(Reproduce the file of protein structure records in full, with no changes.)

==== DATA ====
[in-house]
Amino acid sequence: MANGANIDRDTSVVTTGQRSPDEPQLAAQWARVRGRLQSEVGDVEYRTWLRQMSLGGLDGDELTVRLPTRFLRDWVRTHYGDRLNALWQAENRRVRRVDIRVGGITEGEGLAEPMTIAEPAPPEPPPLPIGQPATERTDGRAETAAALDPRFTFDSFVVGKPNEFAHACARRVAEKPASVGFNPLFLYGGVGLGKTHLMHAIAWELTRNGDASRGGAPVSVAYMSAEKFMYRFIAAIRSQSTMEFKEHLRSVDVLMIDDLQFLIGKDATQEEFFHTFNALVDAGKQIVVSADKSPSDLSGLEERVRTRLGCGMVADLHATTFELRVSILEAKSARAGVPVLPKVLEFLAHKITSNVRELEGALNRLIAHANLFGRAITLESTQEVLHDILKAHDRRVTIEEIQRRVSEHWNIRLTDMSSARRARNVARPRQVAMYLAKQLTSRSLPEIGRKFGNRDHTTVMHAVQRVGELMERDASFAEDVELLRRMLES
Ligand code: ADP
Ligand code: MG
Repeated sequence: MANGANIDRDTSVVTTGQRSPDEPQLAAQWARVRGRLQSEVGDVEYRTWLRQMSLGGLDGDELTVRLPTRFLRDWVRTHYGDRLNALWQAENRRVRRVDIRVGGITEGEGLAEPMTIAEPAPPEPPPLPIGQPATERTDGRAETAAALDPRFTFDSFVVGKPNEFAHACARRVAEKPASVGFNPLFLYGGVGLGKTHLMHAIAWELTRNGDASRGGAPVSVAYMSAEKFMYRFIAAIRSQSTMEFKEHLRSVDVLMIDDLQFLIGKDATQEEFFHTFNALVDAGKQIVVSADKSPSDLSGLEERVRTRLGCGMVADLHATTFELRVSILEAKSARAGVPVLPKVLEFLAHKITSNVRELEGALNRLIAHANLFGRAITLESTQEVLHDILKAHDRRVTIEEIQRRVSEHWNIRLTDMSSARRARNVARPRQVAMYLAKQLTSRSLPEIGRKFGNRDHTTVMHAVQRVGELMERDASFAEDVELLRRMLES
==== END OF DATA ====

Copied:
[in-house]
Amino acid sequence: MANGANIDRDTSVVTTGQRSPDEPQLAAQWARVRGRLQSEVGDVEYRTWLRQMSLGGLDGDELTVRLPTRFLRDWVRTHYGDRLNALWQAENRRVRRVDIRVGGITEGEGLAEPMTIAEPAPPEPPPLPIGQPATERTDGRAETAAALDPRFTFDSFVVGKPNEFAHACARRVAEKPASVGFNPLFLYGGVGLGKTHLMHAIAWELTRNGDASRGGAPVSVAYMSAEKFMYRFIAAIRSQSTMEFKEHLRSVDVLMIDDLQFLIGKDATQEEFFHTFNALVDAGKQIVVSADKSPSDLSGLEERVRTRLGCGMVADLHATTFELRVSILEAKSARAGVPVLPKVLEFLAHKITSNVRELEGALNRLIAHANLFGRAITLESTQEVLHDILKAHDRRVTIEEIQRRVSEHWNIRLTDMSSARRARNVARPRQVAMYLAKQLTSRSLPEIGRKFGNRDHTTVMHAVQRVGELMERDASFAEDVELLRRMLES
Ligand code: ADP
Ligand code: MG
Repeated sequence: MANGANIDRDTSVVTTGQRSPDEPQLAAQWARVRGRLQSEVGDVEYRTWLRQMSLGGLDGDELTVRLPTRFLRDWVRTHYGDRLNALWQAENRRVRRVDIRVGGITEGEGLAEPMTIAEPAPPEPPPLPIGQPATERTDGRAETAAALDPRFTFDSFVVGKPNEFAHACARRVAEKPASVGFNPLFLYGGVGLGKTHLMHAIAWELTRNGDASRGGAPVSVAYMSAEKFMYRFIAAIRSQSTMEFKEHLRSVDVLMIDDLQFLIGKDATQEEFFHTFNALVDAGKQIVVSADKSPSDLSGLEERVRTRLGCGMVADLHATTFELRVSILEAKSARAGVPVLPKVLEFLAHKITSNVRELEGALNRLIAHANLFGRAITLESTQEVLHDILKAHDRRVTIEEIQRRVSEHWNIRLTDMSSARRARNVARPRQVAMYLAKQLTSRSLPEIGRKFGNRDHTTVMHAVQRVGELMERDASFAEDVELLRRMLES